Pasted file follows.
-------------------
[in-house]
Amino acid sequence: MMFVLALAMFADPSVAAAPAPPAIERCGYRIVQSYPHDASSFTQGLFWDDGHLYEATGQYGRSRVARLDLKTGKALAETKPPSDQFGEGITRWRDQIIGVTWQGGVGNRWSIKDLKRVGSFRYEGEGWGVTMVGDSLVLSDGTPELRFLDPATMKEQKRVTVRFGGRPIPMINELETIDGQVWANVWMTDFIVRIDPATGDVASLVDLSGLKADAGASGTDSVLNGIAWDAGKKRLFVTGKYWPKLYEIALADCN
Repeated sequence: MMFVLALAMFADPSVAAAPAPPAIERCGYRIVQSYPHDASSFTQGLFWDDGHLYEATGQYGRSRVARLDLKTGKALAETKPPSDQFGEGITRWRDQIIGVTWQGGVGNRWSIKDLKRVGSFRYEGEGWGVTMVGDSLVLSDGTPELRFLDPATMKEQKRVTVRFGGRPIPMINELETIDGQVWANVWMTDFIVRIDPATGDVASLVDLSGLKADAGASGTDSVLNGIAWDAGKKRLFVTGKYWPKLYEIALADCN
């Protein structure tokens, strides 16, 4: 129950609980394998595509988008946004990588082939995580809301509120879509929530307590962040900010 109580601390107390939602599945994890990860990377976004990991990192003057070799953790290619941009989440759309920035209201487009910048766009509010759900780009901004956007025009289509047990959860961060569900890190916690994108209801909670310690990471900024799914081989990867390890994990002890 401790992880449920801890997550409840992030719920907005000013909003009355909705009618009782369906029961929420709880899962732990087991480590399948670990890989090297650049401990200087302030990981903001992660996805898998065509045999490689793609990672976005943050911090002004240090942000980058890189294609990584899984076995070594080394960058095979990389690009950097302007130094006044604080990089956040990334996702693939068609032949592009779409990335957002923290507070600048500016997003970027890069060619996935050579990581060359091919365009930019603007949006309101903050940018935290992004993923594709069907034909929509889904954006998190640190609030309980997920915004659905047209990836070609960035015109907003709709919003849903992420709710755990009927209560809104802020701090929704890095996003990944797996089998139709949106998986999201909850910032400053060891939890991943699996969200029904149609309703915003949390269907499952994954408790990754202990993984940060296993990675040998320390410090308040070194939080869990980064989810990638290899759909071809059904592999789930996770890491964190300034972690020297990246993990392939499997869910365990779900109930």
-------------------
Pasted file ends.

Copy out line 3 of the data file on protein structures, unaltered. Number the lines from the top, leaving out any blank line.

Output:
Repeated sequence: MMFVLALAMFADPSVAAAPAPPAIERCGYRIVQSYPHDASSFTQGLFWDDGHLYEATGQYGRSRVARLDLKTGKALAETKPPSDQFGEGITRWRDQIIGVTWQGGVGNRWSIKDLKRVGSFRYEGEGWGVTMVGDSLVLSDGTPELRFLDPATMKEQKRVTVRFGGRPIPMINELETIDGQVWANVWMTDFIVRIDPATGDVASLVDLSGLKADAGASGTDSVLNGIAWDAGKKRLFVTGKYWPKLYEIALADCN